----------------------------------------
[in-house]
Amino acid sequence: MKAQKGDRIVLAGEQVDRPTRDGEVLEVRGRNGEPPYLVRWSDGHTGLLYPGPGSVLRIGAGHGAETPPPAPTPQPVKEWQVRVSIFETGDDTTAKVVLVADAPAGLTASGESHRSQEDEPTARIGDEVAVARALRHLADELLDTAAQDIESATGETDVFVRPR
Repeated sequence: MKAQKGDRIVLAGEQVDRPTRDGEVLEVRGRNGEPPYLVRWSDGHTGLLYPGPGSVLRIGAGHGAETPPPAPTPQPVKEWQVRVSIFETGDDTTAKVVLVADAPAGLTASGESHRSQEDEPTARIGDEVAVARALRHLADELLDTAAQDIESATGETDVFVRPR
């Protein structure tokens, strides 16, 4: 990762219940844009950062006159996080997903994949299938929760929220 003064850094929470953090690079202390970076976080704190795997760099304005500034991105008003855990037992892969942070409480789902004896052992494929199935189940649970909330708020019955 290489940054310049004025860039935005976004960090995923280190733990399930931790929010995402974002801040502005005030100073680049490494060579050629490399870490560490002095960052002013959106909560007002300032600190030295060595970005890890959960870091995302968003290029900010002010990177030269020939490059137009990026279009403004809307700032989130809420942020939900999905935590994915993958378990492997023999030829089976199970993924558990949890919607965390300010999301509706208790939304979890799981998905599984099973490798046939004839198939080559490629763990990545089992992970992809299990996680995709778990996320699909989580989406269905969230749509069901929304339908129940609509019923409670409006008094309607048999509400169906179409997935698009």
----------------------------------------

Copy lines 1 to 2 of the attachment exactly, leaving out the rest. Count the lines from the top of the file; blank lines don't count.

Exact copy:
[in-house]
Amino acid sequence: MKAQKGDRIVLAGEQVDRPTRDGEVLEVRGRNGEPPYLVRWSDGHTGLLYPGPGSVLRIGAGHGAETPPPAPTPQPVKEWQVRVSIFETGDDTTAKVVLVADAPAGLTASGESHRSQEDEPTARIGDEVAVARALRHLADELLDTAAQDIESATGETDVFVRPR